Rishi Bhargava: Yeah, so I think um, the the journey to us was an interesting 1 right? I mean graduated from 1 of the premium colleges in India in engineering and the first step was if I look at education system in India it’s. Amazing at the bachelor’s level but from a masters and ph d level. There is a lot to be fulfilled. There is a lot more that is offered by universities in United States so the goal was to come here. Ah. Do a ph d in computer science. That’s what my goal was and especially in a particular field of networking and systems. So I came here to do a ph d and learn more ah but ended up dropping out before doing a Phd so finished my masters and says well Psd is not my thing.

Alejandro Cremades: First and what happened after the masters.

Rishi Bhargava: So dropped out after masters. So after the masters I think um took up a job I as as part of the masters journey what I realized was I really enjoy solving customer problem. So. That’s best done in a startup so when I joined my first job after masters it was in a public company but relatively small public company in iystems and I was as a fresh grad coming out the promise was that I’m going to given an independent project being able to build my own thing. That’s what attracted me to that company. Ah, but again it was tough times I graduated in 2001 after masters and it was tough in the sense that you know what 2001 was bust started with that company the stock continued to slide down down down down.

Alejandro Cremades: Oh yeah, oh yeah.

Rishi Bhargava: Um, projects got terminated so started on as a telling somebody this morning. It ah started on experiencing the toughest time we have all seen but then saw it again in 2008 and probably now so that’s that’s how my beginning of the career was.

Alejandro Cremades: And obviously your career I mean very successful. You’ve worked for really big companies. You work for companies like Mcafee you work for others like Intel so it took a little bit of time for you to really go at it as an entrepreneur I think that you know the question here that comes to mind is. What do you think you know needed to happen for you to really feel that you had you know the docks in a row to really make that leap of faith.

Rishi Bhargava: Yeah that’s actually a good question and and honestly looking back because like hindsight is always twenty Twenty I feel that ah coming out of engineering in India and then masters it was not that I was dreaming to be an entrepreneur right? It was like hey just continue to learn continue to grow. But. Right? after the oi systems and Cnn job I joined a startup called solid core systems. That was my first experience as a true startup and what I realized very quickly was there is a thrill in starting from a blank slate right? I mean I really enjoy saying hey. What is the problem we are solving and I was like engineer number 2 in solid core then became their first product manager and that was my thinking which is like as ah as a product manager in the early startup I really got to see the customer problem. How can I solve it how can I solve it better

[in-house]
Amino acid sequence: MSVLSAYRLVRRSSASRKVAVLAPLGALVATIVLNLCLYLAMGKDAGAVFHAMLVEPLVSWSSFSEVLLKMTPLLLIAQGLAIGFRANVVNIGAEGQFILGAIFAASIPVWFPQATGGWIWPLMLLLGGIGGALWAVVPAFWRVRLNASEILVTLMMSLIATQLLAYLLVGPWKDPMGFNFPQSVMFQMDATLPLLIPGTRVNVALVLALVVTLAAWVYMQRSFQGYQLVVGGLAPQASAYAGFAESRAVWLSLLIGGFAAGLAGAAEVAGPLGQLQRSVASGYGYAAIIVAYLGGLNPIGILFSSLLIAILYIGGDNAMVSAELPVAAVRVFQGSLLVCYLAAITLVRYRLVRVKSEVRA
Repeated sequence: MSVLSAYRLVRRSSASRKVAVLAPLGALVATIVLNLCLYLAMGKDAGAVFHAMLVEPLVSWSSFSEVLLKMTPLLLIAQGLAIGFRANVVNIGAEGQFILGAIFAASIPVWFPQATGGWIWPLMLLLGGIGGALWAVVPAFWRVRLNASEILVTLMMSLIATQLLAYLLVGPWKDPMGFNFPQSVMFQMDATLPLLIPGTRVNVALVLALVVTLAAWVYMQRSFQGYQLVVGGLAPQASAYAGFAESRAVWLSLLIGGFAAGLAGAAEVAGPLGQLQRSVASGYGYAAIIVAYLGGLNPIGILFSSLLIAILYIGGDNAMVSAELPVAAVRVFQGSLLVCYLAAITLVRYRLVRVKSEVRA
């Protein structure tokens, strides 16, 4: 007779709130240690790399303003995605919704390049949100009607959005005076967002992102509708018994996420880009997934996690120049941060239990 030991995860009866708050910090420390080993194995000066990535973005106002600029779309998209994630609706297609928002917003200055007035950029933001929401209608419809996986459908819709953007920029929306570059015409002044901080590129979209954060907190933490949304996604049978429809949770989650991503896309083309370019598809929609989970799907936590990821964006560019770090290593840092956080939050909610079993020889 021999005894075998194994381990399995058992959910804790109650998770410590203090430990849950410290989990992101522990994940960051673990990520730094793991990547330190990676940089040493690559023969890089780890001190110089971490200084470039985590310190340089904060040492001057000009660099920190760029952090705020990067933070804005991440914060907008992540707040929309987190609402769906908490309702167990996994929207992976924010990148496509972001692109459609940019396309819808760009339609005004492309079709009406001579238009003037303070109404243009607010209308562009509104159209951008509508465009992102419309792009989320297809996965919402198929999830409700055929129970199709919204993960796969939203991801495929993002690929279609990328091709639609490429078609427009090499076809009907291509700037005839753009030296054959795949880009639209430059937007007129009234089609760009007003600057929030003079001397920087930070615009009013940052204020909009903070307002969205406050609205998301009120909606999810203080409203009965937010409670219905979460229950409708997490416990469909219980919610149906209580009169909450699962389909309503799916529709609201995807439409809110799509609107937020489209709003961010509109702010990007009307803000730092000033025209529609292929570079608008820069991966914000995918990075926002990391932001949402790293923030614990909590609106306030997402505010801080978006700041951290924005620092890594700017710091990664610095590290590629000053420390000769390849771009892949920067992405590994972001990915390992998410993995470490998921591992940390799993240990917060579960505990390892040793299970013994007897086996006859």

Rishi Bhargava: And then continued with that journey so in some senses even though I was not a founder at solid core system I experienced building a product and a failure I mean solid core systems was not a very successful outcome. It was acquired by Mcafee for as much as it had raised but then also. Macafee was an amazing experience right? I mean I learned how to build big products scale products which has millions of users and those kind of learnings always helps me as an entrepreneur to make sure what I’m building will scale eventually. So lots. Lots of good learnings and then I found an amazing team I I always say for me, it’s team First idea later as an entrepreneur big believer in the right team big believer in my cofounders high am is high amount of trust and that’s that’s when I took the leap of faith.

Alejandro Cremades: So then let’s talk about taking the leap of faith. You know how was that like because obviously the misto you know, ended up being a smashing success. You know, incredible outcome. You know first company first incredible outcome I mean that’s that’s incredible hrishi so why. I mean you had already been you know for a while now in the corporate world. Ah you know, obviously your parents everyone in India was probably super proud. You know you had like the 9 to 5 you know the paycheck coming. You know you know that everyone was taken care of. So so why going you know after the uncertain.